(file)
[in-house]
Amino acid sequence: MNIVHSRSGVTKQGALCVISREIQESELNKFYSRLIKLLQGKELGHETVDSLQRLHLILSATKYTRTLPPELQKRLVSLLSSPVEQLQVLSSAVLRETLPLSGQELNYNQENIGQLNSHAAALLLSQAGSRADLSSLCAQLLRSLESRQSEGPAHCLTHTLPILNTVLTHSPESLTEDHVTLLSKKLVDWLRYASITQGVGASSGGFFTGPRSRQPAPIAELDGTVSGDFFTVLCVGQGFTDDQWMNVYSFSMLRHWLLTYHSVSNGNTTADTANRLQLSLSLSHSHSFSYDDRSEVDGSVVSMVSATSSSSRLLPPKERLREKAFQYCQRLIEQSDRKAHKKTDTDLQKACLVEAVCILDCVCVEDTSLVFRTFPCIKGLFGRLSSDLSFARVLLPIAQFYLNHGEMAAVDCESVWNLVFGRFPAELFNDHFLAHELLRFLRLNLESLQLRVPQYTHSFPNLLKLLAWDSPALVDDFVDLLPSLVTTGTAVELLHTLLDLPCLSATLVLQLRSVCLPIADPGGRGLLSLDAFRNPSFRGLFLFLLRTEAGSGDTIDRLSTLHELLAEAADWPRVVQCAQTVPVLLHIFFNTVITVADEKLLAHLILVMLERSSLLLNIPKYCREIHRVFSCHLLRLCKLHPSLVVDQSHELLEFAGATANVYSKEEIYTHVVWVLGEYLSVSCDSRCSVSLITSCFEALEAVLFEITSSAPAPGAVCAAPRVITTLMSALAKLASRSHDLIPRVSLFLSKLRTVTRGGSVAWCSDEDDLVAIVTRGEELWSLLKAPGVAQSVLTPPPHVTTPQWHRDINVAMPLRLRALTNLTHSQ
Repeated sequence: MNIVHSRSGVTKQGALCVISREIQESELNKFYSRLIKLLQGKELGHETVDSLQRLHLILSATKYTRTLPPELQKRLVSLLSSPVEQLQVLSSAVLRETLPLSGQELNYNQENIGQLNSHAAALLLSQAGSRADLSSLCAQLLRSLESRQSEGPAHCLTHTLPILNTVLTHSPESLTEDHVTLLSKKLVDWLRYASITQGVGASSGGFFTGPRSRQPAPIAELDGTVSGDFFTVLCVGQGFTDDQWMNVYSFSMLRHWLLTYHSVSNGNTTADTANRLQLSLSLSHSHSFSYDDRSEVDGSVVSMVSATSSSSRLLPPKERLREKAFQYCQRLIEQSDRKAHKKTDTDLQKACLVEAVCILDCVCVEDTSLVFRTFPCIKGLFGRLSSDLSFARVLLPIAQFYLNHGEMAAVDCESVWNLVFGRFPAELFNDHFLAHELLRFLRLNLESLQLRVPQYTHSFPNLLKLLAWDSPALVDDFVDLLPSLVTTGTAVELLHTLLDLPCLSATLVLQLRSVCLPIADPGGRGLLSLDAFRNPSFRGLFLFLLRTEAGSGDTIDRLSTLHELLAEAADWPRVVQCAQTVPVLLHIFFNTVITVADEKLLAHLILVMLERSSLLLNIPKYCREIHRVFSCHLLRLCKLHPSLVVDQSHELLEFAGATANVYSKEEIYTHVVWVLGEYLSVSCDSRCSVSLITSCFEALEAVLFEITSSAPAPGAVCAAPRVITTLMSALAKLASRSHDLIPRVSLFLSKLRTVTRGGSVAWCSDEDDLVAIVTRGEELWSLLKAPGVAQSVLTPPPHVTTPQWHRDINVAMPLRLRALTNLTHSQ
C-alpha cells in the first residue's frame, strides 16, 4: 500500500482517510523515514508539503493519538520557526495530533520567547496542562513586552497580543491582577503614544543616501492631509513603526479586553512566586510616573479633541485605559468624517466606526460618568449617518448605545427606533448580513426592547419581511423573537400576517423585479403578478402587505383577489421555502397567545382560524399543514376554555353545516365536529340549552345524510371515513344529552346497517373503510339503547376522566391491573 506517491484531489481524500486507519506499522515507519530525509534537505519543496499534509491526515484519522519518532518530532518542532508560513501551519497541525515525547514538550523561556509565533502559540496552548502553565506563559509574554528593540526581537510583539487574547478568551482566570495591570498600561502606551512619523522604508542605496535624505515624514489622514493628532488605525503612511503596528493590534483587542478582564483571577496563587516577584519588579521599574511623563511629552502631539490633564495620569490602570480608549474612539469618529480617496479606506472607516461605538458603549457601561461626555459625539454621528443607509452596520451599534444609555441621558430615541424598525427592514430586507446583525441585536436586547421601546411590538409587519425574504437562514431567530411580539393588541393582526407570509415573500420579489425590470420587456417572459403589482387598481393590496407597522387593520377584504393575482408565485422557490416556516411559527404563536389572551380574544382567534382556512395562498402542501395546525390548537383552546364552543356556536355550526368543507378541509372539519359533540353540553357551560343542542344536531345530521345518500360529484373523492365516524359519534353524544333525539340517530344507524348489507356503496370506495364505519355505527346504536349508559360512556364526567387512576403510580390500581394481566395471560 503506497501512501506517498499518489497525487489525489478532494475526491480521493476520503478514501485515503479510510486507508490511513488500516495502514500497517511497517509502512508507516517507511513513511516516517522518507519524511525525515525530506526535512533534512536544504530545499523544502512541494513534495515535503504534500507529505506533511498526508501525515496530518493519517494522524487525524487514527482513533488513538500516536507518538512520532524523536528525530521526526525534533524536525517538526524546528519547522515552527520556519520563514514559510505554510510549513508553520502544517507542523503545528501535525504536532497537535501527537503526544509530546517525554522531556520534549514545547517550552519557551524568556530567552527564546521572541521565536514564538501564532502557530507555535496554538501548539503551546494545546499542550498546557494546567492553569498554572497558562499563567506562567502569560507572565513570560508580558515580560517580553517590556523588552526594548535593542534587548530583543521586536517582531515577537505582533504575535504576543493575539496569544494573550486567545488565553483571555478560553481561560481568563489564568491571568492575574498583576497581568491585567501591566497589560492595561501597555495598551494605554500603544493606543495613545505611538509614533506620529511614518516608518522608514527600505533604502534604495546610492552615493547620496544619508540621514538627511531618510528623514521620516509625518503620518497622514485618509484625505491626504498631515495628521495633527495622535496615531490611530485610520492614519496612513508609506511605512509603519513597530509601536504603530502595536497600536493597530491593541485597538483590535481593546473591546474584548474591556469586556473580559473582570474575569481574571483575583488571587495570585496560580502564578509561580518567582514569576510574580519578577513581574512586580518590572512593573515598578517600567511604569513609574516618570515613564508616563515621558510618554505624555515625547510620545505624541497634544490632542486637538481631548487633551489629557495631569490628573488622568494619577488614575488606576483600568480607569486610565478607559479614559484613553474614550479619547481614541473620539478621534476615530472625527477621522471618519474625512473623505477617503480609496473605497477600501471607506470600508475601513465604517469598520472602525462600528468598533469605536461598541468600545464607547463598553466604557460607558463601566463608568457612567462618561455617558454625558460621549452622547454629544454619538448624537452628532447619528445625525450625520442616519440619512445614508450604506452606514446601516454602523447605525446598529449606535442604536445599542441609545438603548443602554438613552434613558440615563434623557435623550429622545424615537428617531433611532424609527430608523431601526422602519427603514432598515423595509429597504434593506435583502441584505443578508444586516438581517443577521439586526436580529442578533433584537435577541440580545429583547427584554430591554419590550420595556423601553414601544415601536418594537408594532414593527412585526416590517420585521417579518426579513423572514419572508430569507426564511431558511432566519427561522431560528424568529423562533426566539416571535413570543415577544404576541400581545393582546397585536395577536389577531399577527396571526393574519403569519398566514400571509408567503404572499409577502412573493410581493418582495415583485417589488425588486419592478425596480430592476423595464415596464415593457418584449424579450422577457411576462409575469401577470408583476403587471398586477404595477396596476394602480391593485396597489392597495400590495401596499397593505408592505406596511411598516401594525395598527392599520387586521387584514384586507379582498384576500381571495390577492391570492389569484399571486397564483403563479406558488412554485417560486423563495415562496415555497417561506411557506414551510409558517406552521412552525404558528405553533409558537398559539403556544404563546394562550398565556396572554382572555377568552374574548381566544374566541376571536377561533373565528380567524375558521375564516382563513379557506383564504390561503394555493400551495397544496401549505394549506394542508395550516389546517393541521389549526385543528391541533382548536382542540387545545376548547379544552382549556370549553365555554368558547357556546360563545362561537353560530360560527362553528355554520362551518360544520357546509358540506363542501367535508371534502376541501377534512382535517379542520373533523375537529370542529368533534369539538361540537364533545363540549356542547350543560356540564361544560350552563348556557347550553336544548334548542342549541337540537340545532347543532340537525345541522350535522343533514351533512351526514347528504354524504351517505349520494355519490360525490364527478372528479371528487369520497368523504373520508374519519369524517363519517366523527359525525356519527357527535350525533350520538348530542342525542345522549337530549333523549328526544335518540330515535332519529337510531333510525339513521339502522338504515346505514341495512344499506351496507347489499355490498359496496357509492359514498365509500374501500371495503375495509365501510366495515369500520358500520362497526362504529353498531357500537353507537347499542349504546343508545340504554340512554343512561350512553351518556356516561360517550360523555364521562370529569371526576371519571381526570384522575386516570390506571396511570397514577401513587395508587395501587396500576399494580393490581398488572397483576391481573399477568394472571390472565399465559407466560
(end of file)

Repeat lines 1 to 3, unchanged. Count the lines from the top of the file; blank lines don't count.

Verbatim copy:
[in-house]
Amino acid sequence: MNIVHSRSGVTKQGALCVISREIQESELNKFYSRLIKLLQGKELGHETVDSLQRLHLILSATKYTRTLPPELQKRLVSLLSSPVEQLQVLSSAVLRETLPLSGQELNYNQENIGQLNSHAAALLLSQAGSRADLSSLCAQLLRSLESRQSEGPAHCLTHTLPILNTVLTHSPESLTEDHVTLLSKKLVDWLRYASITQGVGASSGGFFTGPRSRQPAPIAELDGTVSGDFFTVLCVGQGFTDDQWMNVYSFSMLRHWLLTYHSVSNGNTTADTANRLQLSLSLSHSHSFSYDDRSEVDGSVVSMVSATSSSSRLLPPKERLREKAFQYCQRLIEQSDRKAHKKTDTDLQKACLVEAVCILDCVCVEDTSLVFRTFPCIKGLFGRLSSDLSFARVLLPIAQFYLNHGEMAAVDCESVWNLVFGRFPAELFNDHFLAHELLRFLRLNLESLQLRVPQYTHSFPNLLKLLAWDSPALVDDFVDLLPSLVTTGTAVELLHTLLDLPCLSATLVLQLRSVCLPIADPGGRGLLSLDAFRNPSFRGLFLFLLRTEAGSGDTIDRLSTLHELLAEAADWPRVVQCAQTVPVLLHIFFNTVITVADEKLLAHLILVMLERSSLLLNIPKYCREIHRVFSCHLLRLCKLHPSLVVDQSHELLEFAGATANVYSKEEIYTHVVWVLGEYLSVSCDSRCSVSLITSCFEALEAVLFEITSSAPAPGAVCAAPRVITTLMSALAKLASRSHDLIPRVSLFLSKLRTVTRGGSVAWCSDEDDLVAIVTRGEELWSLLKAPGVAQSVLTPPPHVTTPQWHRDINVAMPLRLRALTNLTHSQ
Repeated sequence: MNIVHSRSGVTKQGALCVISREIQESELNKFYSRLIKLLQGKELGHETVDSLQRLHLILSATKYTRTLPPELQKRLVSLLSSPVEQLQVLSSAVLRETLPLSGQELNYNQENIGQLNSHAAALLLSQAGSRADLSSLCAQLLRSLESRQSEGPAHCLTHTLPILNTVLTHSPESLTEDHVTLLSKKLVDWLRYASITQGVGASSGGFFTGPRSRQPAPIAELDGTVSGDFFTVLCVGQGFTDDQWMNVYSFSMLRHWLLTYHSVSNGNTTADTANRLQLSLSLSHSHSFSYDDRSEVDGSVVSMVSATSSSSRLLPPKERLREKAFQYCQRLIEQSDRKAHKKTDTDLQKACLVEAVCILDCVCVEDTSLVFRTFPCIKGLFGRLSSDLSFARVLLPIAQFYLNHGEMAAVDCESVWNLVFGRFPAELFNDHFLAHELLRFLRLNLESLQLRVPQYTHSFPNLLKLLAWDSPALVDDFVDLLPSLVTTGTAVELLHTLLDLPCLSATLVLQLRSVCLPIADPGGRGLLSLDAFRNPSFRGLFLFLLRTEAGSGDTIDRLSTLHELLAEAADWPRVVQCAQTVPVLLHIFFNTVITVADEKLLAHLILVMLERSSLLLNIPKYCREIHRVFSCHLLRLCKLHPSLVVDQSHELLEFAGATANVYSKEEIYTHVVWVLGEYLSVSCDSRCSVSLITSCFEALEAVLFEITSSAPAPGAVCAAPRVITTLMSALAKLASRSHDLIPRVSLFLSKLRTVTRGGSVAWCSDEDDLVAIVTRGEELWSLLKAPGVAQSVLTPPPHVTTPQWHRDINVAMPLRLRALTNLTHSQ